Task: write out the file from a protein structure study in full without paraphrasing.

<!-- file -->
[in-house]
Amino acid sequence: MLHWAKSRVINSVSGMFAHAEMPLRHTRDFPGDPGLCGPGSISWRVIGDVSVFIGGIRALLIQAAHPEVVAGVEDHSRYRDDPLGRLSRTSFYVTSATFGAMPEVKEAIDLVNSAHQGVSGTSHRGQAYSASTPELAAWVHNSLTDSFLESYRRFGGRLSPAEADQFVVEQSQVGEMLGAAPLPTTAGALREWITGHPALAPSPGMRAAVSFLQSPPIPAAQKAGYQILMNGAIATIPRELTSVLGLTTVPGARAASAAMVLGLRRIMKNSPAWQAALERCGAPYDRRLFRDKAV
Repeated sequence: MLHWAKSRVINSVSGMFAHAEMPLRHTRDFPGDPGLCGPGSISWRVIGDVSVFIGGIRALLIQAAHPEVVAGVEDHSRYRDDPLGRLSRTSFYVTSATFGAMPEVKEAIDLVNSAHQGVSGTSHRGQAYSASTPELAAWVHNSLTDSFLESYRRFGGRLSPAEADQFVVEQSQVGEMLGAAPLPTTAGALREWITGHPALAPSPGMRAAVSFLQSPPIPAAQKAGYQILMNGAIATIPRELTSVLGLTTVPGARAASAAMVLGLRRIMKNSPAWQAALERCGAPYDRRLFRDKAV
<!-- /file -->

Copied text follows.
[in-house]
Amino acid sequence: MLHWAKSRVINSVSGMFAHAEMPLRHTRDFPGDPGLCGPGSISWRVIGDVSVFIGGIRALLIQAAHPEVVAGVEDHSRYRDDPLGRLSRTSFYVTSATFGAMPEVKEAIDLVNSAHQGVSGTSHRGQAYSASTPELAAWVHNSLTDSFLESYRRFGGRLSPAEADQFVVEQSQVGEMLGAAPLPTTAGALREWITGHPALAPSPGMRAAVSFLQSPPIPAAQKAGYQILMNGAIATIPRELTSVLGLTTVPGARAASAAMVLGLRRIMKNSPAWQAALERCGAPYDRRLFRDKAV
Repeated sequence: MLHWAKSRVINSVSGMFAHAEMPLRHTRDFPGDPGLCGPGSISWRVIGDVSVFIGGIRALLIQAAHPEVVAGVEDHSRYRDDPLGRLSRTSFYVTSATFGAMPEVKEAIDLVNSAHQGVSGTSHRGQAYSASTPELAAWVHNSLTDSFLESYRRFGGRLSPAEADQFVVEQSQVGEMLGAAPLPTTAGALREWITGHPALAPSPGMRAAVSFLQSPPIPAAQKAGYQILMNGAIATIPRELTSVLGLTTVPGARAASAAMVLGLRRIMKNSPAWQAALERCGAPYDRRLFRDKAV